13 million people live below the poverty line in the UK accoring to the Trussell Trust. Churches and cathedrals around England are involved in a diverse range of projects addressing issues associated with, and providing services to support, those in poverty as well as those who are homeless. In 2013, the Church Urban Fund published statistics showing that 54% of Anglican parishes run at least one organised activity to address a social need in their area including loneliness, homelessness, debt, low income, unemployment or family breakdown.
Some places of worship have established associated centres (such as The Connection at St Martin-in the Fields or the Booth Centre at Manchester cathedral), others send volunteers out on city centre soup runs, whilst other churches run services directly from their church buildings such as winter night shelters and food banks.
Some starting points for establishing a foodbank or night shelter in your church building are provided below.
Foodbanks provide a minimum of three days emergency food and support to people experiencing crisis including those affected by benefit delay, low income, homelessness, debt and unemployment. Most foodbanks in the UK are coordinated by the UK’s only foodbank network, The Trussell Trust.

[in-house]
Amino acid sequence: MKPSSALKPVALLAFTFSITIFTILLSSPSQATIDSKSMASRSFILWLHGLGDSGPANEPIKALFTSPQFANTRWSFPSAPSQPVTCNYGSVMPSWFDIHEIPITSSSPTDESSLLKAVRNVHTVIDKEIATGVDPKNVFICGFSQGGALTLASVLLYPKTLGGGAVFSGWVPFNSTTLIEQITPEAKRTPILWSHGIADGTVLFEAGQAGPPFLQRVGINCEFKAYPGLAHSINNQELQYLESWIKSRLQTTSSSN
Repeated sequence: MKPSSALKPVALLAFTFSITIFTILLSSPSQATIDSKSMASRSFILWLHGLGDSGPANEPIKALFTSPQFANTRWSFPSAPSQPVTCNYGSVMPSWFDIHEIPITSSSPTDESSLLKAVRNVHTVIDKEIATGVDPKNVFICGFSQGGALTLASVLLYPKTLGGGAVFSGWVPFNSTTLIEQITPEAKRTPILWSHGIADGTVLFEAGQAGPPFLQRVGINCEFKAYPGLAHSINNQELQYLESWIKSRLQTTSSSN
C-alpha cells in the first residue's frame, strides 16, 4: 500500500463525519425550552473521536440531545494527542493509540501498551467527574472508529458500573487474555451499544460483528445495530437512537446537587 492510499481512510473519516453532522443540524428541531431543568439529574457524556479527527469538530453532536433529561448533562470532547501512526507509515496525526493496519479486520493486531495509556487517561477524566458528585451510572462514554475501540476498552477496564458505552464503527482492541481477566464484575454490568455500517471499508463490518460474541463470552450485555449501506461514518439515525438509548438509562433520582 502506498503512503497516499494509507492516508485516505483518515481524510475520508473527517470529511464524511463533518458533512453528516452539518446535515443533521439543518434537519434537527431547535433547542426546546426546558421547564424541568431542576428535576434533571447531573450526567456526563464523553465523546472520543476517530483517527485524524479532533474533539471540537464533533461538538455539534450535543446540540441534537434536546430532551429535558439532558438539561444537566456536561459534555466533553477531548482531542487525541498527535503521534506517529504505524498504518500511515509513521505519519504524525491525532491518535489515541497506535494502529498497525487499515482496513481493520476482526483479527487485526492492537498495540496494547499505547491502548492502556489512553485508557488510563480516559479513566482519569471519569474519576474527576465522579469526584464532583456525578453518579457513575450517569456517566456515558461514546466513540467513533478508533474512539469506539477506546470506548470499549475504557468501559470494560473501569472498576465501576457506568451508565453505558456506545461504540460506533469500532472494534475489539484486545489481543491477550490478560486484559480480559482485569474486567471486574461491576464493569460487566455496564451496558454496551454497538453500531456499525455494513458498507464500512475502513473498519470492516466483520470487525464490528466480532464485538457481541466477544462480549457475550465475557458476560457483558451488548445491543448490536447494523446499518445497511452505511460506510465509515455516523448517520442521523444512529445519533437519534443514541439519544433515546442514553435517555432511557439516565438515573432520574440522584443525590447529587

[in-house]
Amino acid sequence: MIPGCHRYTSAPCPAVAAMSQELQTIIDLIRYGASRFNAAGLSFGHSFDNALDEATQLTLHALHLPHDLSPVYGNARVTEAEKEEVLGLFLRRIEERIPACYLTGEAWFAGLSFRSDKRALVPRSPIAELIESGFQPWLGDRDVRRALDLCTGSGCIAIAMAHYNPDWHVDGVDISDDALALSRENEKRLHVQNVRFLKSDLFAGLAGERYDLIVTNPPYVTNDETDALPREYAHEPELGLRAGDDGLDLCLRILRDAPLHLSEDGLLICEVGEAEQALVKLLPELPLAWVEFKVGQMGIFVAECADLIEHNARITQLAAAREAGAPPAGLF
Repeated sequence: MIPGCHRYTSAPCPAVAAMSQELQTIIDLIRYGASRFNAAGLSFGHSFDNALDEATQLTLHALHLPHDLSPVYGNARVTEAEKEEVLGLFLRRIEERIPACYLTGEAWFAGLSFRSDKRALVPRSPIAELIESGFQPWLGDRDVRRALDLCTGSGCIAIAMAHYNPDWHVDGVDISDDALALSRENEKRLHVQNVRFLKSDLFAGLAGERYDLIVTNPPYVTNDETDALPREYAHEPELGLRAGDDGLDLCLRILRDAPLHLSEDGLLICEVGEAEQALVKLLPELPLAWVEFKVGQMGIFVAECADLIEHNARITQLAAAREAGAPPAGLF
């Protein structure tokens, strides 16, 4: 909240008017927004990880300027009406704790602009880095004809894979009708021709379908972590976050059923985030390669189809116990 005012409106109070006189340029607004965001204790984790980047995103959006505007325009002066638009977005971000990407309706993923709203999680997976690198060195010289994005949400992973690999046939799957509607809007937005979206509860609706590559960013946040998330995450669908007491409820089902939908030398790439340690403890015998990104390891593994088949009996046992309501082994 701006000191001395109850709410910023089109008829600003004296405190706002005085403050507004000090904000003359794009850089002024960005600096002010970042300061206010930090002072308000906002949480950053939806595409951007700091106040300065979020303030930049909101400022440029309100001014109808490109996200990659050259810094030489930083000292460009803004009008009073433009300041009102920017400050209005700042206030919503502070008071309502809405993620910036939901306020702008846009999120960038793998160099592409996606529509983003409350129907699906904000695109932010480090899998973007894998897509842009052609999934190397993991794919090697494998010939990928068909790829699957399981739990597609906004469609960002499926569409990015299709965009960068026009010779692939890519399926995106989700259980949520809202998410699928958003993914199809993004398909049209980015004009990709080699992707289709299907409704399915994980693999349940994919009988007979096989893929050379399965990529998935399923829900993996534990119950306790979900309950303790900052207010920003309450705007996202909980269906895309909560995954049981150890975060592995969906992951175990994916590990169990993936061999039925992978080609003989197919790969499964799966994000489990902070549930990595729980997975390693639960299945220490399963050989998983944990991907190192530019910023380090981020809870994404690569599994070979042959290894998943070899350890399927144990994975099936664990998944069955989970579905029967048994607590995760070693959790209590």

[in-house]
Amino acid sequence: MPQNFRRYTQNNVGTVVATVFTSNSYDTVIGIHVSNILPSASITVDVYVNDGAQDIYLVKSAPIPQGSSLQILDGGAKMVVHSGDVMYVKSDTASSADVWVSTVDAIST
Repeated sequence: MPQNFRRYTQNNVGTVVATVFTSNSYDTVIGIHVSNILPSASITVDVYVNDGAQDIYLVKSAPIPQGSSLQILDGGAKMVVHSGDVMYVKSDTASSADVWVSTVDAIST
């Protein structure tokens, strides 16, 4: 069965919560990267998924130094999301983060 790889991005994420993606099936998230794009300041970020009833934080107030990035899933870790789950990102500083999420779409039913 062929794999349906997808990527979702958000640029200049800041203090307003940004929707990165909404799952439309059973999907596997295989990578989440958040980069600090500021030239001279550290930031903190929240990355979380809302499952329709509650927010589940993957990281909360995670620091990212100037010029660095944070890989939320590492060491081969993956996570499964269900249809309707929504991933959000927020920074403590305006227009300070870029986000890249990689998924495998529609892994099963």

Since 2004 the Trust has launched over 400 foodbanks nationwide, over half within the last two years, and a good number have been with churches. The Trust has recorded a 170% increase in recipients since 2012 and last year fed almost 350,000.
Setting up a foodbank in a church is quite straightforward. Things to consider regarding your church building are access and space requirements. For detailed advice visit the Trussell Trust website.
See also advice for churches from Ecclesiastical Insurance about running food banks, click here.
Church and Community Night Shelters
By virtue of the shelter they offer, and a supply of potential volunteers, church buildings have proved well suited to use as temporary winter night shelters for the homeless. Often churches pool their resources during winter months in order to provide food and accommodation, or volunteers, on a rotational basis.
If your church is interested in getting involved you will need to give thought to ease of access, bathroom availability and available space. Further advice is available from Housing Justice, the national voice of Christian action to prevent homelessness and bad housing. Their ‘Shelter in a Pack’ (details on their website) outlines steps from concept through to delivery with information on project groups, budget and what to check such as public liability insurance, hygiene certificates and planning permission.
Ecclesiastical Insturance also has some helpful notes, here.
Other sources of information: